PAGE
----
When we came to terms that we had lost the anchor and saw the latest weather forecast witch contained symbols that we had never seen because they represented 60 knots and above, coming up from the North Pacific in a few days. We decided to leave as soon as possible for Dutch despite the 30 and 40 knot winds predicted. We spent the next couple of hours refuelling the engine and stove as well as cooking heavy weather food and set sail South for Dutch Harbour.
Belzebub sailed beautifully through the 3-4 meter breaking waves but what we had failed to understand is that the Bearing sea usually has two wave directions one from the prevailing winds and one from either old seas or rebound from close by land masses. This meant that while we sailed with the wind we had 3-4 meter waves on our stern stacking with 2-3 meter beam waves which slammed over the deck of the boat or poured in over the stern of the boat occasionally filling the cockpit. Add to this that now we were encountering 12 hour nights and it made for long watches.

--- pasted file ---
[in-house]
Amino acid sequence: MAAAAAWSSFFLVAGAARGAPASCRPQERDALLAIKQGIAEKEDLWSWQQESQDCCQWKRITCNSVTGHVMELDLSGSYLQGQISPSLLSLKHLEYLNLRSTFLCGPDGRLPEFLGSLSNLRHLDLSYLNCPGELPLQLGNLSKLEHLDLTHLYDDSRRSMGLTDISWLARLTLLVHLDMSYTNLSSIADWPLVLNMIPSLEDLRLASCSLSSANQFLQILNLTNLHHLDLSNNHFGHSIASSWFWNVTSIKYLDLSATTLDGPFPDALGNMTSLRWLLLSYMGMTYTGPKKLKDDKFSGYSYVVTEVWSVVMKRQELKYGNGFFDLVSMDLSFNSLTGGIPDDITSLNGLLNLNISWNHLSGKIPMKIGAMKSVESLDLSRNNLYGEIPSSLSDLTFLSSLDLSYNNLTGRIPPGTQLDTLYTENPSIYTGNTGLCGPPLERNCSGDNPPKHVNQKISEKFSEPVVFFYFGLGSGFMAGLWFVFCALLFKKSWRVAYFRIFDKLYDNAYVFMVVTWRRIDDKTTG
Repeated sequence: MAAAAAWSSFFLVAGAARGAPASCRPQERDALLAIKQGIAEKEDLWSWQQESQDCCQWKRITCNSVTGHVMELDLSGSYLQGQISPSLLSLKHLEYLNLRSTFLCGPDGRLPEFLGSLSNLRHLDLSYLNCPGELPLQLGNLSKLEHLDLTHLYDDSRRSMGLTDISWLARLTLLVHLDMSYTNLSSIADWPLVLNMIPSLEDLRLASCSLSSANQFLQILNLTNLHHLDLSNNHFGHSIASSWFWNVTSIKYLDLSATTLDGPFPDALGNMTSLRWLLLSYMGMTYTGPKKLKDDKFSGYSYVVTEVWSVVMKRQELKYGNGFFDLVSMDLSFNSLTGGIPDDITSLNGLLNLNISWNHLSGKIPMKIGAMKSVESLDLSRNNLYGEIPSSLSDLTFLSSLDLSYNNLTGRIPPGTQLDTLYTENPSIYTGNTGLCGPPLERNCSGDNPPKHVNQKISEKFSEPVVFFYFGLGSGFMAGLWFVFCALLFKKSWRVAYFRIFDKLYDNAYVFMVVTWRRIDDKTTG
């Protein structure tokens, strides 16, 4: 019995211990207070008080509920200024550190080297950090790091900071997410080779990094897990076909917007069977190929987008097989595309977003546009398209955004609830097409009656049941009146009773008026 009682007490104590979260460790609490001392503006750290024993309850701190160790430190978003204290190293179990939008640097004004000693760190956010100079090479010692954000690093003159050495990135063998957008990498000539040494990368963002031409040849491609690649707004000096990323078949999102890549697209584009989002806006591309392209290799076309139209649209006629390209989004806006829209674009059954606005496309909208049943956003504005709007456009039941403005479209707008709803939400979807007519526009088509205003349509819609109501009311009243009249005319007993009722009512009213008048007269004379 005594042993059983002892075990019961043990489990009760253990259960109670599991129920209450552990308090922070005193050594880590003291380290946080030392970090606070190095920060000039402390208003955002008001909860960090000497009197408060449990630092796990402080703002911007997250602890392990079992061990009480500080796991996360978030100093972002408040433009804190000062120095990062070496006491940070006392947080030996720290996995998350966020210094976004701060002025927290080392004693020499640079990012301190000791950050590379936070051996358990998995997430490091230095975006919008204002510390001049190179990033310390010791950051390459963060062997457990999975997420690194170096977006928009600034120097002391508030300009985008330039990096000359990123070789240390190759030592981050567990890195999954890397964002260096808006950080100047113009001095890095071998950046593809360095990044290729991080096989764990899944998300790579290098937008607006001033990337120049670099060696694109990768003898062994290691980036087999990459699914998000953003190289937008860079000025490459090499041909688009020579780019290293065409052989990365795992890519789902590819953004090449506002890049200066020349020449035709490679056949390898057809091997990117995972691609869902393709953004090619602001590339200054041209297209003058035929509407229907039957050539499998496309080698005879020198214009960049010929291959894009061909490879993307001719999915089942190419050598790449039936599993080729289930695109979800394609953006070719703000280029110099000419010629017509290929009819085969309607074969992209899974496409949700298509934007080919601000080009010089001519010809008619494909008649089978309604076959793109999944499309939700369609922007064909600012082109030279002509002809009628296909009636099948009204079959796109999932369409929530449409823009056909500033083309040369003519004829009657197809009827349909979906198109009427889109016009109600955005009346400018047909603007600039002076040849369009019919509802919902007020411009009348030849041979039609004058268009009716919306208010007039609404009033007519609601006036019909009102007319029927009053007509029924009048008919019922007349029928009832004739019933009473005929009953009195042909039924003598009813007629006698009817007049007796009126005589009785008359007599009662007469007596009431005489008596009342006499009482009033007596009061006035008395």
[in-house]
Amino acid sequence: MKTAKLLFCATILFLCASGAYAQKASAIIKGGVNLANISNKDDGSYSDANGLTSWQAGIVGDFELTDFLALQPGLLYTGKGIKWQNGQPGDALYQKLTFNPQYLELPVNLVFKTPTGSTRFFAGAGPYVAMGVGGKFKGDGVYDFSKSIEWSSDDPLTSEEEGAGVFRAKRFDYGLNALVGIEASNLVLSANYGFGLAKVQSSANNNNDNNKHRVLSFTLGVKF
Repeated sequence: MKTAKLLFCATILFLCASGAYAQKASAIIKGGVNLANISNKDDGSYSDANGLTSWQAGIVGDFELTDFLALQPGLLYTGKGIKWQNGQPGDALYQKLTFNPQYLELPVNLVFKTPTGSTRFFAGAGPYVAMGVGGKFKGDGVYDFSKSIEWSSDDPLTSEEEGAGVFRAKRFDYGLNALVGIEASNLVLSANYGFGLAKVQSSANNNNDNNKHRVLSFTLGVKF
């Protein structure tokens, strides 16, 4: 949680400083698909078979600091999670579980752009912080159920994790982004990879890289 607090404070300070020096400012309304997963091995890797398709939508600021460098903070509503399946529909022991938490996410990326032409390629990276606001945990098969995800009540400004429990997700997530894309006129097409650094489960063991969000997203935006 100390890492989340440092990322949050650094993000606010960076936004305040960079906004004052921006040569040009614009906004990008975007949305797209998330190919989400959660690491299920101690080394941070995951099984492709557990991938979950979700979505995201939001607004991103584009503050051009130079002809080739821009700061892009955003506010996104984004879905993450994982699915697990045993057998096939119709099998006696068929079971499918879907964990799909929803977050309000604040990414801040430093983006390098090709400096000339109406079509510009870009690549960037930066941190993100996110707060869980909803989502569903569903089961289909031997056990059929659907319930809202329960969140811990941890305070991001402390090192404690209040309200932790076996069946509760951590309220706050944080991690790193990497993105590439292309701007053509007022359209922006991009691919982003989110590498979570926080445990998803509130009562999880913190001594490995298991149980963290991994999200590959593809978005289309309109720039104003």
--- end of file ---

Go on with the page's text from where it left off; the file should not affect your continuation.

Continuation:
The winds continued to increase and soon the sails were reduced so much we had to change them to the storm sails. For three days we rolled with the waves and wind and everything on board was wet with spray. We soon encountered the Bearing fishing fleet and the AIS was alive with activity which made us feel more comfortable about our surroundings. That being said despite the difficult conditions the boat handled every situation beautiful and we were never concerned about our safety.
Soon we were approaching Dutch Harbour in the darkness of night, the harbour was surrounded by impressive mountains and the lights of the fishing and crabbing fleet that lined its shores. We tied up in the small boat harbour which proudly stated its location on a carved wooden pilar “Unalaska, Alaska” we had a short look around and slept late into the next day.